London drug dealer twins who exploited children in county lines operation jailed
Two twin brothers who exploited children to sell drugs in a county lines operation have been jailed.
Omar and Malik Aziz, 24, from Streatham, were jailed for three years and two months and nine years respectively on Tuesday at Kingston Crown Court.
The brothers were arrested by officers investigating county lines drugs who raided an address in Hatfield, Hertfordshire, and found two missing London boys, aged 14 and 15.
A phone seized from Malik Aziz was found to be the number for a Hatfield drugs line. It had been directing children to supply drugs on their behalf and advertising crack cocaine and heroin for sale.
Detectives raided the Aziz’s home and found a bag with a Sig Sauer pistol alongside eight rounds of ammunition.
It belonged to Malik, who was seen in mobile phone footage holding the gun whilst wearing the same distinctive gloves he was wearing when he was arrested.
The identical twins’ DNA was also found on the gun.
CCTV at their home showed the two missing children before going missing. Detectives believe they were supplied with drugs for onward sale.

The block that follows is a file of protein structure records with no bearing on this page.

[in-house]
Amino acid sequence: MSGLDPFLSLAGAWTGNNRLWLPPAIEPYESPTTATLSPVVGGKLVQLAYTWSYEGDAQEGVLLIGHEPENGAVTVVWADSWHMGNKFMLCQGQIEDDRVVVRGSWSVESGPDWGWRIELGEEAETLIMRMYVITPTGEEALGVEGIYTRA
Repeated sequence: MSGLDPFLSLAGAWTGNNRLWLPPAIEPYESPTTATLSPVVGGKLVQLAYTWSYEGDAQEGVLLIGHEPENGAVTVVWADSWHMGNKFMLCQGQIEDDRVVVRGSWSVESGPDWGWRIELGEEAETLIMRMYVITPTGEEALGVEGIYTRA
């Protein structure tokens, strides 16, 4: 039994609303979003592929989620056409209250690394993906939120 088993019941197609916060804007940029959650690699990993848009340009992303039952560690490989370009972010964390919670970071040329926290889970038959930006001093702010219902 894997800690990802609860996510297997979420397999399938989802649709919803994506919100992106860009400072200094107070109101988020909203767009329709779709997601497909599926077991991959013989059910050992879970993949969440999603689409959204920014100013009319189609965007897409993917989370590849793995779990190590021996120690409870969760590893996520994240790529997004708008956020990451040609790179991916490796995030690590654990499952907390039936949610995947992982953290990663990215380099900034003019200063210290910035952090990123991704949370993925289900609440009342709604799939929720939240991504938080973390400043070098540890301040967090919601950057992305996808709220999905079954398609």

More than £2,000 in cash was seized from the address and the driving licence of a third man - Samir Mustafa - was also seized, along with a zombie knife.
Mustafa was identified as the person who drove the children to and from Hatfield in his Mercedes S Class car, whilst being disqualified.
Malik had earlier pleaded guilty to conspiracy to supply crack cocaine/heroin and possession of a firearm.
Omar had confessed to conspiracy to supply crack cocaine and heroin.
Mustafa, 24, of Stone Street, Reading was also sentenced to two years and three months’ imprisonment after pleading guilty to conspiracy to supply crack cocaine/heroin and driving whilst disqualified.
All three were hit with ten-year Criminal Behaviour Orders, with conditions which bar them from being in the company of anyone under the age of sixteen without the express permission of their parents or legal guardian.
The two children were not prosecuted and were instead referred to Children’s Services from respective local authorities.
Met Detective Constable Dec James said county line drug dealers often exploit “young and vulnerable” people because these people may be too scared to tell the police.
“I hope this sentence sends out a message that we will not tolerate the exploitation of children nor the supply of drugs,” he said.
“We will pursue those involved, irrespective of whether the victim assists the police or not.
“The additional recovery of a loaded firearm associated with these perpetrators reflects the intractable association between drug supply and violence.”